With array.insert(i, x), we can insert a new item x in the array before position i.

This will output array('i', [1, 2, 3]). We can also use negative values — they are treated as being relative to the array’s end. For instance, to insert a new second-to-last item, we use -1 as the value for i:

This will output array('i', [1, 2, 3, 4, 5]).

Removing an Element

For this operation, we have two methods at our disposal.

Use array.pop([i]) to remove the item by its index: pop() takes the optional argument [i], deletes, and returns the corresponding item. If no argument is given, [i] defaults to -1.
Use array.remove(x) to remove the item by its value: remove() will remove the first occurence of item x.

This will output: array('i', [10]) array('i', [400, 600])

Reversing an Array

To reverse the items’ order in the array, we can use array.reverse():

This will output array('i', [1, 2, 3, 4, 5, 6, 7, 8, 9, 10]).

Enumerating an Array

We can also enumerate the array — this will provide a clear representation of the array’s elements:

This will output:

Comparing a Python List with a Python Array

visualization of how Python array are different from Python lists

In Python, both lists and arrays serve a similar purpose — they group some elements and contain them. For this reason, various sources mix these terms up and formulate their explanations in a way that suggests that lists and arrays are the same things. We’re seeing this more in more in coding challenges — as many of these platforms are language-agnostic, they often miss the fine details of how each programming language differs from the other in its implementations of certain features (a good example being arrays). Naturally, the same misconception creeps in interview questions.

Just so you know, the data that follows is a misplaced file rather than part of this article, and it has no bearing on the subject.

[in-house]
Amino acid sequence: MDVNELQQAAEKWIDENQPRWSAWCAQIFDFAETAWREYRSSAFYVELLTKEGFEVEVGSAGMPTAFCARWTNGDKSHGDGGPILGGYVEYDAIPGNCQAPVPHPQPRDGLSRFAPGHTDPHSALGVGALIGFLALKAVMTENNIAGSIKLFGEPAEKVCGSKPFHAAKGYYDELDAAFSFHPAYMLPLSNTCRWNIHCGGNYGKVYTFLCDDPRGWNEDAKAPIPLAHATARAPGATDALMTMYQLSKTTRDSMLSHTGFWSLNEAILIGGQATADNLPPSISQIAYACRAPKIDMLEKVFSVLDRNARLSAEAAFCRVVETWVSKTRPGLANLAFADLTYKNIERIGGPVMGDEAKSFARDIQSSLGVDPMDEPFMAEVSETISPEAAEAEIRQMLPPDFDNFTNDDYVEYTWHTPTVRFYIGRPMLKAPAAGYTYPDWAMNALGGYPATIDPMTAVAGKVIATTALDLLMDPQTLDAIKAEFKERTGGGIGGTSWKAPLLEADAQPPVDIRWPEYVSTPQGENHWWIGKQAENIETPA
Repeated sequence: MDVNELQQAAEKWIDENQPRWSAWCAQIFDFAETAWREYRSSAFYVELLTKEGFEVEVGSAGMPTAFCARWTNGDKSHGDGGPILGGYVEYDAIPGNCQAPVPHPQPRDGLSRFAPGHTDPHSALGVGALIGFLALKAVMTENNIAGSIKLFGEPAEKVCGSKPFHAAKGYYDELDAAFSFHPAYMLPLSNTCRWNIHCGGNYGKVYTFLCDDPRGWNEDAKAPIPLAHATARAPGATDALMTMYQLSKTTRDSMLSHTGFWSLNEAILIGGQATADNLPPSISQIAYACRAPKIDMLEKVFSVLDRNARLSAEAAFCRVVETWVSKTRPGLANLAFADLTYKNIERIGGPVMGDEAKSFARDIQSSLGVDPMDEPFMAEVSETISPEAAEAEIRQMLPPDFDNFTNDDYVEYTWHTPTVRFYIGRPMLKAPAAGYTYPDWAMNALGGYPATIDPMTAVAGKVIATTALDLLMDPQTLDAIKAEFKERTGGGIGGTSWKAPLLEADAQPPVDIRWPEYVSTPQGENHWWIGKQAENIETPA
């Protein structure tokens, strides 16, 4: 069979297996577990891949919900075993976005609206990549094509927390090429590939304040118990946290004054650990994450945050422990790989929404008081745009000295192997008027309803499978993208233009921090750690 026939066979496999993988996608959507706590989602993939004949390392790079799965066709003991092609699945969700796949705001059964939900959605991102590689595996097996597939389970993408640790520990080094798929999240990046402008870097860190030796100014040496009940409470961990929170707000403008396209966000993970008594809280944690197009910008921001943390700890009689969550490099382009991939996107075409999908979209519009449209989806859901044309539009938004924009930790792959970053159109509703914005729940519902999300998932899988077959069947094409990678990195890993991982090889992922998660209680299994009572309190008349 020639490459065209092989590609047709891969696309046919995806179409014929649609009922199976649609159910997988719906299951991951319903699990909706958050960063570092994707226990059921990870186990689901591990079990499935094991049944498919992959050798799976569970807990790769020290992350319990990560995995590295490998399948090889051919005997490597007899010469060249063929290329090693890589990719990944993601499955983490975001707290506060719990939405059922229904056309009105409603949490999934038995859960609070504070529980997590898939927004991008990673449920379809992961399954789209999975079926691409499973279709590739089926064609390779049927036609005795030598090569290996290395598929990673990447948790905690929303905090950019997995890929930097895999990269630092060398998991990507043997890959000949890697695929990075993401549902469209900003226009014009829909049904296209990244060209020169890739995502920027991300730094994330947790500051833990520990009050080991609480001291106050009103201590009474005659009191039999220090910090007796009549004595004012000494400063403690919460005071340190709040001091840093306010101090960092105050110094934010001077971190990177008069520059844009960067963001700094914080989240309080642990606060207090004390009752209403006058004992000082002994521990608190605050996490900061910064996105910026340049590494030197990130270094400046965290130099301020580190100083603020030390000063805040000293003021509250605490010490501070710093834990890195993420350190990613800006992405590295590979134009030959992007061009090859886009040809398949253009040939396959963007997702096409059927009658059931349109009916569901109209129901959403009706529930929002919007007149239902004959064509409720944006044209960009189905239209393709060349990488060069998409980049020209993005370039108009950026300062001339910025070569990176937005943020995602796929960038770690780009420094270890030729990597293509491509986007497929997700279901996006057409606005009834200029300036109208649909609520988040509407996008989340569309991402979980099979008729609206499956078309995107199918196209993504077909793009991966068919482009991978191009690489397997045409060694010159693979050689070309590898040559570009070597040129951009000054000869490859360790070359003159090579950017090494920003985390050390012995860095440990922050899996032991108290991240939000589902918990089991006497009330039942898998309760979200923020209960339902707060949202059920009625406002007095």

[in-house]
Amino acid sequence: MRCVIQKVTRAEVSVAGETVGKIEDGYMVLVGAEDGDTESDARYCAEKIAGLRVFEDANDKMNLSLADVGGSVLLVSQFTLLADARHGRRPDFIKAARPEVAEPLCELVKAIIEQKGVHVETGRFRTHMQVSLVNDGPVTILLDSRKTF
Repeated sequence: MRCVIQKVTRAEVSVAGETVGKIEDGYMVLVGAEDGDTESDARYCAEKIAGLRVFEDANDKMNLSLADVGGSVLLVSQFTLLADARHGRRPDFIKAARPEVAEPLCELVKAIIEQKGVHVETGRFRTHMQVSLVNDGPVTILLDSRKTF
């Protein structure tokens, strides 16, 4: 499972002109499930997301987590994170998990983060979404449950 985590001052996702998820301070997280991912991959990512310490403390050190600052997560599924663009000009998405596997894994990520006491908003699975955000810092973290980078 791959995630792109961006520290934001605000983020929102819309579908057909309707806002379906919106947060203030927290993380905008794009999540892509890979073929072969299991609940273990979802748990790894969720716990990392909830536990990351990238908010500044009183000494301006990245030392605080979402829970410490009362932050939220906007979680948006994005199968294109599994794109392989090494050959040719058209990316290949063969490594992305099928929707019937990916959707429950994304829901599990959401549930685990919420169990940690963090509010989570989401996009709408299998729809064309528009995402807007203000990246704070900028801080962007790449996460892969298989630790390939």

Here’s the important takeaway: Python lists and Python arrays are vastly different!
To understand arrays better, we must first analyze the lists. Which key features do they have?

  • Lists are built-in — they’re an integral part of Python as a technology and you don’t have to import them. Arrays, on the other hand, are available in the array module.
  • Lists can contain different data types. However, arrays require that the items be of the same data type.


Well, that’s pretty much everything you need to know about Python arrays! Let’s recap what we’ve learned:

  1. Arrays are heavily tied with memory management — when performance is critically important, they can help you out.
  2. Arrays can be modified in different ways: you can interact with their elements and add new ones.
  3. In Python, arrays and lists are not the same — you should understand the differences between them clearly in order to utilize the arrays correctly and efficiently.